Springfield XDS Explosion

Weapon Worx posted this on Facebook.





If you look at the picture of the gun closely, you can see cracks in the grip. I find it odd how all the internal components came out of the gun. If what we are seeing is what actually flew off and hit the shooter in the head. For all we know, Weapon Worx may have picked up the pieces and stuck them back together for this picture.

Luckily the shooter is ok.



Nicholas C

Co-Founder of KRISSTALK forums, an owner’s support group and all things KRISS Vector related. Nick found his passion through competitive shooting while living in NY. He participates in USPSA and 3Gun. He loves all things that shoots and flashlights. Really really bright flashlights.

Any questions please email him at nicholas.c@staff.thefirearmblog.com


  • KestrelBike

    WeaponWorx’s description of “brass cased ammo” tells us nothing about whether they were reloads or factory rounds.

    • Taylor TX

      My thought exactly, a very vague description that makes me wonder if this wasnt a painful “oops”, glad the dude is ok either way.

    • Thomas Williams

      +1, I had the same thought. Could have been factory new, remanufactured or reloaded. The fact that they didn’t say a brand/line implies to me that it wasn’t (or wasn’t entirely) factory ammunition.

  • evan

    i watched a XDM blow up as i was ROing a guy. double powder charge in his reload.. cracked fame and internals. no injuries.

  • rcooper81

    Looking forward to more information.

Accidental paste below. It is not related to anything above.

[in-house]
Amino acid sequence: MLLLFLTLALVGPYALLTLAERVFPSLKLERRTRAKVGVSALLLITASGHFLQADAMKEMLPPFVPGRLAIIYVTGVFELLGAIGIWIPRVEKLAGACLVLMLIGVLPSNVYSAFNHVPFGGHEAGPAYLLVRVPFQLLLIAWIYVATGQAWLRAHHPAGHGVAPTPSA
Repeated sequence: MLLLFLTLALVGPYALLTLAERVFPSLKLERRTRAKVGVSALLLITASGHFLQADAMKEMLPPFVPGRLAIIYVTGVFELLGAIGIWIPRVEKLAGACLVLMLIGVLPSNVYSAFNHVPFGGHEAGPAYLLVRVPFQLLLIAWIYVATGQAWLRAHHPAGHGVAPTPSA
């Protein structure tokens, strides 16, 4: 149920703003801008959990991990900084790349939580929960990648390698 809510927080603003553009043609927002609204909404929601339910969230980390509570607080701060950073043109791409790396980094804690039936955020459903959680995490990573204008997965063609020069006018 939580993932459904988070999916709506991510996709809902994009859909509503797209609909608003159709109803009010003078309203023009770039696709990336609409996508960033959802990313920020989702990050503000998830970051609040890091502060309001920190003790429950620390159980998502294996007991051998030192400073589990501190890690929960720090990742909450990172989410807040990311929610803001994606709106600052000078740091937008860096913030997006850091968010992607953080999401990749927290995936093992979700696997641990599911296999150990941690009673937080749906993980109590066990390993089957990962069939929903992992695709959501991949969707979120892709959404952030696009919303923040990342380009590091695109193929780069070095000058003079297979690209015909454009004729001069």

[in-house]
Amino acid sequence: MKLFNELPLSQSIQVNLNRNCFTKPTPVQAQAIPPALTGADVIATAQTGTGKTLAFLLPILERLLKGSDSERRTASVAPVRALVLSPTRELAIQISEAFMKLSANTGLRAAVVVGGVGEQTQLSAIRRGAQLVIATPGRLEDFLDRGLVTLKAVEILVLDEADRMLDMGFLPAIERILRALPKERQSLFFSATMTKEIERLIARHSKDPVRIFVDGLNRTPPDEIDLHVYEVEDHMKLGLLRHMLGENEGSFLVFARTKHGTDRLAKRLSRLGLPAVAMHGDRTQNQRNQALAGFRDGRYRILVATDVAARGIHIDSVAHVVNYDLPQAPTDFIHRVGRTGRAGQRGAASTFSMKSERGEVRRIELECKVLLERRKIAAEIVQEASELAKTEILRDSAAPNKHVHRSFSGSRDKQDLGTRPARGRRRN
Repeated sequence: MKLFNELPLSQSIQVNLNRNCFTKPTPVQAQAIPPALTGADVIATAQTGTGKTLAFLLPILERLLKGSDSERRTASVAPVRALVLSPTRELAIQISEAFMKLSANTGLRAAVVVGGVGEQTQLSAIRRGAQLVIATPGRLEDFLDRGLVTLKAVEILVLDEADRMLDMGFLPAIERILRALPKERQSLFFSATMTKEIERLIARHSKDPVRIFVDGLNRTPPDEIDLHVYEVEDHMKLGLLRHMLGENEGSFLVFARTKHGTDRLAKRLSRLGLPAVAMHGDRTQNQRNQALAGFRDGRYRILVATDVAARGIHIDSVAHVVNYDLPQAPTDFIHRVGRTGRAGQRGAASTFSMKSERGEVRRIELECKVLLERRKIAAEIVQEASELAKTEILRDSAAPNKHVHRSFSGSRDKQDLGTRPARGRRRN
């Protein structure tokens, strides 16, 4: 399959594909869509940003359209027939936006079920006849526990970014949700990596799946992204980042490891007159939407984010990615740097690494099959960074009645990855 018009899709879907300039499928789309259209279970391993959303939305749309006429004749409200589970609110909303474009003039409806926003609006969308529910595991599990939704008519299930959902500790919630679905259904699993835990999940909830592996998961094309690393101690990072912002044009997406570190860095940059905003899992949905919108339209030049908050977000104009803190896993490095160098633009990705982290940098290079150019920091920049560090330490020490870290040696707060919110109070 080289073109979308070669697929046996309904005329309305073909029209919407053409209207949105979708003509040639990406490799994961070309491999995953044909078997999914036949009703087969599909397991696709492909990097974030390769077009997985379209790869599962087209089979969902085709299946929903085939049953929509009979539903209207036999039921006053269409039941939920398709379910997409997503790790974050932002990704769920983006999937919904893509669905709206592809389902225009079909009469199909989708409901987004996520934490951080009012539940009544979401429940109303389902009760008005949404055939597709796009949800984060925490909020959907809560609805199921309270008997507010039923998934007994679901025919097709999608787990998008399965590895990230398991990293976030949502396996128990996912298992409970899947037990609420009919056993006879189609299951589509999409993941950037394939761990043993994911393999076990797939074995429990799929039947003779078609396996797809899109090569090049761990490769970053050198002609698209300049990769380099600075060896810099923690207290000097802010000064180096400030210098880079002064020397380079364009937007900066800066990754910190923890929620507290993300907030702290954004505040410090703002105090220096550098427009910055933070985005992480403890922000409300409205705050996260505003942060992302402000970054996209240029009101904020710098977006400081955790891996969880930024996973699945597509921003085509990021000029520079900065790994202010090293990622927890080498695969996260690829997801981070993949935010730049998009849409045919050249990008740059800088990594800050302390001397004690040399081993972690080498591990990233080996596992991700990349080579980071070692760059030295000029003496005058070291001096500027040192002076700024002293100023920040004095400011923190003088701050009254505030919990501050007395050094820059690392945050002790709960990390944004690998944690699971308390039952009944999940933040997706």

• brian

    Either hot load or out of battery detonation? I mean the whole top end blew off. Definitely need more info than what was presented.

  • Danger Schrute

    Is this the 9mm or .45? Could this article have any less information?

  • J.W.

    Firearm is an XD-s 45, The rounds were mixed factory ammo. Owner wasn’t able to pull the casing out of the chamber to show a headstamp, but SA having amazing customer service is taking care of him as we speak.

    • It certainly looks odd in the manner the parts separated. It almost looks like the rails came loose allowing the entire top to come off???

  • plumber576

    If you don’t come to The Grip Zone, The Grip Zone will come to you.

  • Josh Carter

    Good, good

  • Vitsaus

    Smells like reloads. Save some money, roll the dice with your fingers. Perfect logic.

    • Chad McBain

      There is no gamble if you reload correctly. My reloads have more consistent velocity over a chrono than factory.

  • Grindstone50k

    Hm, BIL has an XDS. Might be a little more cautious at the range with it, now.

  • Daniel F. Melton

    This is one reason to stick with real steel. It might be a overloaded hand load, but it will blow the grips off (seen that) before it comes close to destroying itself. Factory check and new grips and it’s owner is running nothing but store bought ammo through it now.

    • Core

      Good point.

  • john huscio

    Glock isn’t gonna be happy that someone else is cutting into their lucrative grenade market……

  • Marcus D.

    If he can’t get the casing out of the barrel, it sounds like a squib with a kaboom on the next shot. The pins holding the receiver into the frame are still present, and the takedown is in the locked position. If the casing is still in the barrel, the chamber would have to be blown out.